Glossary of Real Estate Terms (Oregon) – J
Joint Liability – Liability by two or more persons for the same debt or claim.
Joint and Several Liability – A claimant or creditor may proceed legally against all persons or entities (joint liability) for a debt or claim, or against only certain ones of the group, for the entire indebtedness (that is, they may be “severed“ from the larger group to be held accountable for the full liability).
Joint Tenancy – A joint tenancy under Common Law was a form of co-ownership in which, upon death, one’s ownership interest in real property automatically transferred to the remaining survivor(s) (known as “the right of survivorship”). The last remaining joint tenant would own 100% of the property. Joint tenancy laws have been altered by state statutes, and in Oregon, ownership by joint tenancy has been technically abolished except as to personal representatives. This is not to say that the equivalent of a joint tenancy cannot be created in Oregon – it can. (See, ORS 93.180 and 93.190)
Joint Venture – The combination of two or more persons or entities for a specific business purpose. Upon completion of that purpose, the joint venture is at an end. Joint ventures are different than partnerships primarily because the partnership may exist for an indeterminate duration until voluntarily or involuntarily dissolved.
Judgment – In Oregon, a legal document, that if properly recorded in the public records, becomes a lien (that is, a charge) against all non-exempt property that the judgment debtor owns in the county of recording. A judgment may be recorded in one or more Oregon counties. Under most circumstances, the property encumbered by the judgment lien can be foreclosed, thus forcing a sale of the property to satisfy the debt due. In Oregon, absent some other agreement of the parties, such as a specified contract rate, judgments normally bear interest at the annual rate of 9.00%, are valid for ten years, and can be renewed if timely done.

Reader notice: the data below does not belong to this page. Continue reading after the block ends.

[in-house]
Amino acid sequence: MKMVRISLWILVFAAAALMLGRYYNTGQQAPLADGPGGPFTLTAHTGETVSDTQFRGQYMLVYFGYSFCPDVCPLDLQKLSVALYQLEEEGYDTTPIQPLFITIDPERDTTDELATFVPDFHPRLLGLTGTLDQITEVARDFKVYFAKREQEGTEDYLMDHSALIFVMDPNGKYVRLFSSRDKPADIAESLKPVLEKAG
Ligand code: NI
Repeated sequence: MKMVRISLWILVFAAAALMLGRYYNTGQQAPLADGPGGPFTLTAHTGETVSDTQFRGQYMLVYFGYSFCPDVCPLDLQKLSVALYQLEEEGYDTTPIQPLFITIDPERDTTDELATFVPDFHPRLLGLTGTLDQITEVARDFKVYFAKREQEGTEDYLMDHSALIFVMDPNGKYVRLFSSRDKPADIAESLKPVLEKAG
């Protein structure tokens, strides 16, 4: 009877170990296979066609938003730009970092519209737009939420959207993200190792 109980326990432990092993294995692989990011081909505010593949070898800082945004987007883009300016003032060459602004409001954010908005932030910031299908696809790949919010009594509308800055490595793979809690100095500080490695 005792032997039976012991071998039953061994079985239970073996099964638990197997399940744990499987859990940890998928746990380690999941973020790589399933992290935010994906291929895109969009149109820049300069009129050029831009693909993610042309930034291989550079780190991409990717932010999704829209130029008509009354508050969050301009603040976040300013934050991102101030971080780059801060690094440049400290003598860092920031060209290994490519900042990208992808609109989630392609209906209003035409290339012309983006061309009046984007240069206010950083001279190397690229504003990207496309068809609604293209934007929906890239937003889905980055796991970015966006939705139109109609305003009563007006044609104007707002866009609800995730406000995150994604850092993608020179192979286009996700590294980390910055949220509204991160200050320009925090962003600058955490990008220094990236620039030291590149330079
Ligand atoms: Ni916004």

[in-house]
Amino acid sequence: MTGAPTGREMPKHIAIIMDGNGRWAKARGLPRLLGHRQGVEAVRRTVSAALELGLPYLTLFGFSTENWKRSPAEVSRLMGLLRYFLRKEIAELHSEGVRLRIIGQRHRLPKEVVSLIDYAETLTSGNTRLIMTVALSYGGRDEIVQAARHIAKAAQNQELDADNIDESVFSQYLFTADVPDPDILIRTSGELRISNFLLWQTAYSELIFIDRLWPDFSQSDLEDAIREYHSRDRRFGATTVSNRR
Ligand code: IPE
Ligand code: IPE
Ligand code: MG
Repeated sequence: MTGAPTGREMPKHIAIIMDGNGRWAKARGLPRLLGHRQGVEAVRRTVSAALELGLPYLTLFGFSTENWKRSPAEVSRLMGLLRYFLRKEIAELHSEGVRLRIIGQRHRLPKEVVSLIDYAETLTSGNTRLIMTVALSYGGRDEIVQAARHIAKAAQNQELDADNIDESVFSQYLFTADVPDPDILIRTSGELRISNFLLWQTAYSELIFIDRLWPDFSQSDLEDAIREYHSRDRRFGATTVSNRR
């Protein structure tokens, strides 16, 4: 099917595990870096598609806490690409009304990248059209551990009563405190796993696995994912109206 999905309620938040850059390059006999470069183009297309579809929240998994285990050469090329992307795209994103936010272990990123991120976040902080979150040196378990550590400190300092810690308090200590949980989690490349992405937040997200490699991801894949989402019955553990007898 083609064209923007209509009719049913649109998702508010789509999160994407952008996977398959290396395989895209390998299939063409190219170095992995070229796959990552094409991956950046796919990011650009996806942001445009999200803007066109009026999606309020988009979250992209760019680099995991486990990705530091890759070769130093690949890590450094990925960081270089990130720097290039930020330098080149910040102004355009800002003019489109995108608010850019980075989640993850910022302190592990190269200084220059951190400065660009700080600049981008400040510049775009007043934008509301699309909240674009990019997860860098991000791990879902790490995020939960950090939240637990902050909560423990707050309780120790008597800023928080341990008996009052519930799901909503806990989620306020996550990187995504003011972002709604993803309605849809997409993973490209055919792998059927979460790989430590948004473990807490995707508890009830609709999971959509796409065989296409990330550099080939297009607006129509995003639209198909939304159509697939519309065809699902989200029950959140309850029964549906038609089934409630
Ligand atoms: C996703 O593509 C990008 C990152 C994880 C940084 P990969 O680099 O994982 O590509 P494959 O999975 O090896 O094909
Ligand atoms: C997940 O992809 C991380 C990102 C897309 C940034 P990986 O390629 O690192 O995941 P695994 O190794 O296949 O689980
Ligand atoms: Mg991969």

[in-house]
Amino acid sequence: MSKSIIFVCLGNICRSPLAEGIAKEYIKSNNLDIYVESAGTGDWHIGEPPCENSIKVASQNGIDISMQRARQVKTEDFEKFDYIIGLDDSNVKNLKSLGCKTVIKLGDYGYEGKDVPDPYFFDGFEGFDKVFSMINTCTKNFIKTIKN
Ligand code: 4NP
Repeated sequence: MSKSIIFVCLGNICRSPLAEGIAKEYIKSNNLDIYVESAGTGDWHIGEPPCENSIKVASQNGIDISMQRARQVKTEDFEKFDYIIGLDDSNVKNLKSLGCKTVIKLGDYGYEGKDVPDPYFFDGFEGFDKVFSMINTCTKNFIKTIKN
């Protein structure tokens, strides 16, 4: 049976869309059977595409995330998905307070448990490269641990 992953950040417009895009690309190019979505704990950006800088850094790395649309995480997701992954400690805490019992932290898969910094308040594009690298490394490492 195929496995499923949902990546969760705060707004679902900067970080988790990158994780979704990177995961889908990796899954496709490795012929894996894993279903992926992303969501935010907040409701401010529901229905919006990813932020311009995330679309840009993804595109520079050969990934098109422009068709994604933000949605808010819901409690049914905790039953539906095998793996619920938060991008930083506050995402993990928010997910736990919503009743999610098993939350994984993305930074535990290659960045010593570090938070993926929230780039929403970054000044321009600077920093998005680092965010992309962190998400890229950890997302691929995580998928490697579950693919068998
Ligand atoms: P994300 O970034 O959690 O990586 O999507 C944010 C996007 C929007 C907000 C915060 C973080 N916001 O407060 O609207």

Judicial Foreclosure – The process whereby a lender uses the court system to foreclose out a borrower’s interest in the secured property. This entails the filing of a complaint for foreclosure in court and the defendant filing an answer. In Oregon the vast majority of real property loans are secured by trust deeds, and therefore, most foreclosures occur non-judicially by “advertisement and sale.”
Jumbo Loan – A loan that exceeds Fannie Mae’s and Freddie Mac’s applicable loan limits. Also known as a “non-conforming” loan. Rates on jumbos are typically higher than rates on conforming loans..
Junior Mortgage – A mortgage (or trust deed) that is recorded later in time than an earlier recorded mortgage or trust deed on the same property. In Oregon, subject only to limited exceptions (such as certain construction liens), the time of recording determines the order of priority when multiple claims are made upon the same property. The significance of being “junior” means that in the event of foreclosure by a superior mortgage or lien holder, the holder of the junior interest could have their lien rights extinguished. In other words, they would have no further claim against the property to satisfy the indebtedness. This does not mean that the debt is eliminated by loss of the lien rights, but following foreclosure by the superior lien holder, the junior’s claim is no longer secured by the property.